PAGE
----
Avoidance can help you feel at ease since it helps keep your phobia symptoms at bay. But it may put you at a disadvantage in the long term. It may cause you to lose out on significant experiences or enjoyable activities, and it could cause problems with family or friends.

How to manage a fear of crowds

Since enochlophobia can result in intense anxieties, it could be a challenge to live with. You may especially struggle if you’re regularly confronted with crowds of people.

Avoidance might help, but relying on this practice constantly may make your phobia even worse. Rather, you could choose other strategies that might help you better live with or even decrease your fear of crowds.

As well as therapy or hypnotherapy tools such as Mindfulness are effective ways to ease your fear of crowds. Give attention to being in the moment, so your mind doesn’t wander to what-if scenarios. Doing this can enable you to stay grounded and stop irrational anxieties from appearing.

If you do come across a large crowd or plan on being in one, try to imagine yourself safe and confident in your environment. Whenever possible, you could ask a friend or loved one to go along with you to a crowded event.

Strategies to reduce a fear of crowds

Decreasing anxiety could also help you manage symptoms of fear of crowds. Everyday approaches include:

  • physical exercise
  • a healthy diet
  • enough sleep
  • sufficient hydration
  • less caffeinated drinks
  • relaxation approaches, such as breathing exercises
  • time spent on activities you enjoy
  • social activities that involve small groups

Treatments for a fear of crowds

Therapy is the principal type of treatment for fear of crowds. It may include a combination of talking therapy and desensitisation strategies, such as the following:

Cognitive behavioural therapy (CBT). CBT is a type of talk therapy that helps you work through your anxieties and discover ways to substitute irrational thinking patterns with rational ones.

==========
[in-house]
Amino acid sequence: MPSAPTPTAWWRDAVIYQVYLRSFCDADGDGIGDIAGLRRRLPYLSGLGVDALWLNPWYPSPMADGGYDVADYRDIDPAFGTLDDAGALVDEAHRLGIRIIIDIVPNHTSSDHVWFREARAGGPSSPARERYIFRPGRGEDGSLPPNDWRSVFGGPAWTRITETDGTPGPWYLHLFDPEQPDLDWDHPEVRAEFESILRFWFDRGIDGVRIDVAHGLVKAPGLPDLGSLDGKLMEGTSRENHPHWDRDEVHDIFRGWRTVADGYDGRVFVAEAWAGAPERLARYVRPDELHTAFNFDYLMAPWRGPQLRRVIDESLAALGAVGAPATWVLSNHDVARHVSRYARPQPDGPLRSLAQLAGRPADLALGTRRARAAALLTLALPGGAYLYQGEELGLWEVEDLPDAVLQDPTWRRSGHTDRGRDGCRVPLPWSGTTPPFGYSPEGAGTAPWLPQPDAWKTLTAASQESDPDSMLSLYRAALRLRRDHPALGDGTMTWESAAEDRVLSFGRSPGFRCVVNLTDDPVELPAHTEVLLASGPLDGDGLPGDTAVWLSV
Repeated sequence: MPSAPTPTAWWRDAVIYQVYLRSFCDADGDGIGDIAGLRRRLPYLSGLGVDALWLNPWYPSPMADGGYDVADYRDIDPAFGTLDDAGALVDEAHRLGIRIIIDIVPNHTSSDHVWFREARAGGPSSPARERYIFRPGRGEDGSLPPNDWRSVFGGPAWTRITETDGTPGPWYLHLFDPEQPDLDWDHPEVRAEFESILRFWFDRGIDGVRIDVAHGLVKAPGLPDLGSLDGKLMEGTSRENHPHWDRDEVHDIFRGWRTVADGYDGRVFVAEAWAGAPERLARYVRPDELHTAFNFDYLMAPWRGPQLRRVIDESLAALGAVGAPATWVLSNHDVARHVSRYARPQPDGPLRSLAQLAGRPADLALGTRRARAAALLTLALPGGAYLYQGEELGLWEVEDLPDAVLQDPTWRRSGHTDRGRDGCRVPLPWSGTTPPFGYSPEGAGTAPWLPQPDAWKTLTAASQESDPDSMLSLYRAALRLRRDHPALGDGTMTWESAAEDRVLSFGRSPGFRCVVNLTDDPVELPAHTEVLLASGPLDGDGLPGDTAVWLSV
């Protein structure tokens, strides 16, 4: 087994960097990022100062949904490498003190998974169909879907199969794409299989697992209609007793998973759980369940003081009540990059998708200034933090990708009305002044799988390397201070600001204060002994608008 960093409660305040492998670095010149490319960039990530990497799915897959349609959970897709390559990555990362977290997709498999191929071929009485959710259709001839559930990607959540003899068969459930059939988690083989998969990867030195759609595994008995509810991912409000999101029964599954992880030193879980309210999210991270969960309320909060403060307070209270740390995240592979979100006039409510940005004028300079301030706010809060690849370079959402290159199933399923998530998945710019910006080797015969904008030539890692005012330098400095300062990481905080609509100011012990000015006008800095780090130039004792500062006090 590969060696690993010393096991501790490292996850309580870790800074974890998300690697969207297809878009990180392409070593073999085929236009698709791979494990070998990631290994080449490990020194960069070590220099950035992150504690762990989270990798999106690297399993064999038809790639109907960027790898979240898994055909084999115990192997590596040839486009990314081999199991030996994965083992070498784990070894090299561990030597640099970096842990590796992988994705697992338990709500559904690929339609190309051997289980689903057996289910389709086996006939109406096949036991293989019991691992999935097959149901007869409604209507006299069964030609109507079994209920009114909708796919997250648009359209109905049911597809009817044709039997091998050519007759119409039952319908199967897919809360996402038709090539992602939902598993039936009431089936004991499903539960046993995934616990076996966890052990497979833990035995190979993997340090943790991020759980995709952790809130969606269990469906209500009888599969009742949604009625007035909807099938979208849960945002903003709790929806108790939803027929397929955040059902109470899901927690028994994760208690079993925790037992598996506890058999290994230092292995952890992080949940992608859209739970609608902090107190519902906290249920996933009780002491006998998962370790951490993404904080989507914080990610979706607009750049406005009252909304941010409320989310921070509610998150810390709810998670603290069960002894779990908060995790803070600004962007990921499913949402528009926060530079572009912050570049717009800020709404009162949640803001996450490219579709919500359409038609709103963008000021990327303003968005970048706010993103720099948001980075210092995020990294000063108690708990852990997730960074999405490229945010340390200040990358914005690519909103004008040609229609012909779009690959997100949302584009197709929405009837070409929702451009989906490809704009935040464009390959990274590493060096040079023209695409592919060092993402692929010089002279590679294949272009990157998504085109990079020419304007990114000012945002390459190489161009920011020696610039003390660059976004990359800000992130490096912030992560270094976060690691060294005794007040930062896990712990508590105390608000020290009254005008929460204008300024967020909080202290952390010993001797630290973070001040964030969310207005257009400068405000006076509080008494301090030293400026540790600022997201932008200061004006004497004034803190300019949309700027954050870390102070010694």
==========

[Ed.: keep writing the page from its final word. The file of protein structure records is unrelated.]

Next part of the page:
Hypnotherapy. I use hypnotherapy to help people with a fear of crowds. In the safety of the consulting room, you will use visualisations and other hypnotherapy tools to feel calm and at ease again in those situations which used to prompt anxiety.

Exposure therapy. In this type of desensitisation, you are gradually exposed to crowds. Your therapist could even go along with you.

Virtual reality technology. This emerging type of exposure therapy might help you desensitise yourself to crowds without physically being in them.

Visual therapy. With visual therapy, you’re shown images and images of crowds to help reshape your thinking before real-life direct exposure.

Group therapy. Group therapy can connect you with others who also deal with phobias.

At times, a doctor might prescribe medications to help relieve anxiety symptoms you might experience with enochlophobia. Therapists can’t prescribe these. Possible medication options include antidepressants, beta-blockers, and sedatives.

When to talk with a medical professional about your fear of crowds

If you or a loved one has a fear of crowds, odds are you’re already fully aware of what sort of phobia it is. Not all phobias require medical attention, but if your fear of crowds is severe enough to restrict your everyday life, it may be beneficial to discuss it with a health practitioner.

Your GP is a good starting point. Depending on the intensity of your symptoms, your doctor might refer you to a psychiatrist or psychologist for more assessment.

No medical test can diagnose enochlophobia. Rather, your GP may have you complete a questionnaire that lets you rate the regularity and seriousness of your symptoms. Your GP can also assist you to identify what causes your anxieties so you can work through them.

Seeing a mental health professional can take guts, but the sooner you seek help, the better the outcome for your intense fear of crowds. You probably won’t conquer your anxieties right away. However using ongoing therapy or hypnotherapy over several weeks or months, you can learn to change your current way of thinking.

A fear of crowds – the conclusion

A general dislike of crowds isn’t typically a cause for concern. But if you have an intense fear of them, you might have fear of crowds. If this fear interferes with your daily routine and quality of life, it’s time to talk with your GP and ask for some advice. If you would like to find out more about hypnotherapy for a fear of crowds or other anxieties click here.